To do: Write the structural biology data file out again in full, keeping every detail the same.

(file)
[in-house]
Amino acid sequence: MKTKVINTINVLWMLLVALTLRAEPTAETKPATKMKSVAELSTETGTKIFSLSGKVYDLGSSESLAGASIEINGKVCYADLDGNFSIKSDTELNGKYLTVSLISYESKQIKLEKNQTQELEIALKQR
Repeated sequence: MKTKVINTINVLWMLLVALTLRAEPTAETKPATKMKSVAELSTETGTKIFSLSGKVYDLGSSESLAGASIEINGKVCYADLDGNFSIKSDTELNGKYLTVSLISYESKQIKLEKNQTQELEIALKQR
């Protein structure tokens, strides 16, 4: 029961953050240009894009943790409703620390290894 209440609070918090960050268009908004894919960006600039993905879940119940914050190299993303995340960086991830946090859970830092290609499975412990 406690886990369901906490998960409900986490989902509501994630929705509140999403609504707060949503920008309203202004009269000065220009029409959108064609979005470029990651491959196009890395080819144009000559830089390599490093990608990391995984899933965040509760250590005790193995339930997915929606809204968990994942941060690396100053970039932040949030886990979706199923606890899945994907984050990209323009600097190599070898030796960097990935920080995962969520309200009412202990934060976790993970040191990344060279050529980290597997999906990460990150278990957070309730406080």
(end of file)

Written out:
[in-house]
Amino acid sequence: MKTKVINTINVLWMLLVALTLRAEPTAETKPATKMKSVAELSTETGTKIFSLSGKVYDLGSSESLAGASIEINGKVCYADLDGNFSIKSDTELNGKYLTVSLISYESKQIKLEKNQTQELEIALKQR
Repeated sequence: MKTKVINTINVLWMLLVALTLRAEPTAETKPATKMKSVAELSTETGTKIFSLSGKVYDLGSSESLAGASIEINGKVCYADLDGNFSIKSDTELNGKYLTVSLISYESKQIKLEKNQTQELEIALKQR
């Protein structure tokens, strides 16, 4: 029961953050240009894009943790409703620390290894 209440609070918090960050268009908004894919960006600039993905879940119940914050190299993303995340960086991830946090859970830092290609499975412990 406690886990369901906490998960409900986490989902509501994630929705509140999403609504707060949503920008309203202004009269000065220009029409959108064609979005470029990651491959196009890395080819144009000559830089390599490093990608990391995984899933965040509760250590005790193995339930997915929606809204968990994942941060690396100053970039932040949030886990979706199923606890899945994907984050990209323009600097190599070898030796960097990935920080995962969520309200009412202990934060976790993970040191990344060279050529980290597997999906990460990150278990957070309730406080």